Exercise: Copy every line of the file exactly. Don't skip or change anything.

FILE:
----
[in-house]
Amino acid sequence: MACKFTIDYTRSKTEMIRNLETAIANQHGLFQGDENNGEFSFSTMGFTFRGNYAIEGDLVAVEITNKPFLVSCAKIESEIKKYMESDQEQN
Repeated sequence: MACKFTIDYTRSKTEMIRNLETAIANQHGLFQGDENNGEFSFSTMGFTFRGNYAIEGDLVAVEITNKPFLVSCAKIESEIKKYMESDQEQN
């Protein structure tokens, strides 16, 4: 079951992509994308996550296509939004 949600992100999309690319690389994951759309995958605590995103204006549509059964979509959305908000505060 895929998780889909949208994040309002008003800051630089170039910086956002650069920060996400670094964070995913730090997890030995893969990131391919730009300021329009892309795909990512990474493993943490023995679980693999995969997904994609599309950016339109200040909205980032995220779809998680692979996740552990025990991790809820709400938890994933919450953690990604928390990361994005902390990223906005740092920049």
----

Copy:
[in-house]
Amino acid sequence: MACKFTIDYTRSKTEMIRNLETAIANQHGLFQGDENNGEFSFSTMGFTFRGNYAIEGDLVAVEITNKPFLVSCAKIESEIKKYMESDQEQN
Repeated sequence: MACKFTIDYTRSKTEMIRNLETAIANQHGLFQGDENNGEFSFSTMGFTFRGNYAIEGDLVAVEITNKPFLVSCAKIESEIKKYMESDQEQN
């Protein structure tokens, strides 16, 4: 079951992509994308996550296509939004 949600992100999309690319690389994951759309995958605590995103204006549509059964979509959305908000505060 895929998780889909949208994040309002008003800051630089170039910086956002650069920060996400670094964070995913730090997890030995893969990131391919730009300021329009892309795909990512990474493993943490023995679980693999995969997904994609599309950016339109200040909205980032995220779809998680692979996740552990025990991790809820709400938890994933919450953690990604928390990361994005902390990223906005740092920049």